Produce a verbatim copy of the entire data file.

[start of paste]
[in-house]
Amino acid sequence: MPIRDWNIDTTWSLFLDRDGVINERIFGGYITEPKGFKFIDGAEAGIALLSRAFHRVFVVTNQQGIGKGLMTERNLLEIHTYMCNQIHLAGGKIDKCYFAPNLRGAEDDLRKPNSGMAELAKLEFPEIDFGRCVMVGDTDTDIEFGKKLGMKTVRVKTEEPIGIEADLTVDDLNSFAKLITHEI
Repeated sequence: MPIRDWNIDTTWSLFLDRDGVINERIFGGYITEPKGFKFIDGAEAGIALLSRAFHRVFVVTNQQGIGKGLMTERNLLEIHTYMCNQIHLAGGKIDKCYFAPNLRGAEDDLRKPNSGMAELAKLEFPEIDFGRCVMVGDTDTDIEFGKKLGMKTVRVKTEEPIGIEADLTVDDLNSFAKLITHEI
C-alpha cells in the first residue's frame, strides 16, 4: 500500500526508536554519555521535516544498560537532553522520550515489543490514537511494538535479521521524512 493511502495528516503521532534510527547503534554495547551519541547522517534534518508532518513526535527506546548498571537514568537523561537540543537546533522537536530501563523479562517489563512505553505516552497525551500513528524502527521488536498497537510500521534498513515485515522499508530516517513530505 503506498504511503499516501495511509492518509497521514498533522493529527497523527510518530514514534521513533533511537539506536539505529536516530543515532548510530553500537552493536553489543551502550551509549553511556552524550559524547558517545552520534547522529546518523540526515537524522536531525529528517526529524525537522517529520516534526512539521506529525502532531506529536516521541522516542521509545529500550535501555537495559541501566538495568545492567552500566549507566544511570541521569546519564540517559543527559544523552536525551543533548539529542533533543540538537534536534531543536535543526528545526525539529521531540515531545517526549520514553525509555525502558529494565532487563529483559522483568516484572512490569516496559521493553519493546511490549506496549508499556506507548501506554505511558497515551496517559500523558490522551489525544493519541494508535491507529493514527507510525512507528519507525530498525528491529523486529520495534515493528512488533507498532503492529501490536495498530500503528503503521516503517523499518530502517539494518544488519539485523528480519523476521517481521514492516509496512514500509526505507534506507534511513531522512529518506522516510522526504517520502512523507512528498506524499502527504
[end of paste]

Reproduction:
[in-house]
Amino acid sequence: MPIRDWNIDTTWSLFLDRDGVINERIFGGYITEPKGFKFIDGAEAGIALLSRAFHRVFVVTNQQGIGKGLMTERNLLEIHTYMCNQIHLAGGKIDKCYFAPNLRGAEDDLRKPNSGMAELAKLEFPEIDFGRCVMVGDTDTDIEFGKKLGMKTVRVKTEEPIGIEADLTVDDLNSFAKLITHEI
Repeated sequence: MPIRDWNIDTTWSLFLDRDGVINERIFGGYITEPKGFKFIDGAEAGIALLSRAFHRVFVVTNQQGIGKGLMTERNLLEIHTYMCNQIHLAGGKIDKCYFAPNLRGAEDDLRKPNSGMAELAKLEFPEIDFGRCVMVGDTDTDIEFGKKLGMKTVRVKTEEPIGIEADLTVDDLNSFAKLITHEI
C-alpha cells in the first residue's frame, strides 16, 4: 500500500526508536554519555521535516544498560537532553522520550515489543490514537511494538535479521521524512 493511502495528516503521532534510527547503534554495547551519541547522517534534518508532518513526535527506546548498571537514568537523561537540543537546533522537536530501563523479562517489563512505553505516552497525551500513528524502527521488536498497537510500521534498513515485515522499508530516517513530505 503506498504511503499516501495511509492518509497521514498533522493529527497523527510518530514514534521513533533511537539506536539505529536516530543515532548510530553500537552493536553489543551502550551509549553511556552524550559524547558517545552520534547522529546518523540526515537524522536531525529528517526529524525537522517529520516534526512539521506529525502532531506529536516521541522516542521509545529500550535501555537495559541501566538495568545492567552500566549507566544511570541521569546519564540517559543527559544523552536525551543533548539529542533533543540538537534536534531543536535543526528545526525539529521531540515531545517526549520514553525509555525502558529494565532487563529483559522483568516484572512490569516496559521493553519493546511490549506496549508499556506507548501506554505511558497515551496517559500523558490522551489525544493519541494508535491507529493514527507510525512507528519507525530498525528491529523486529520495534515493528512488533507498532503492529501490536495498530500503528503503521516503517523499518530502517539494518544488519539485523528480519523476521517481521514492516509496512514500509526505507534506507534511513531522512529518506522516510522526504517520502512523507512528498506524499502527504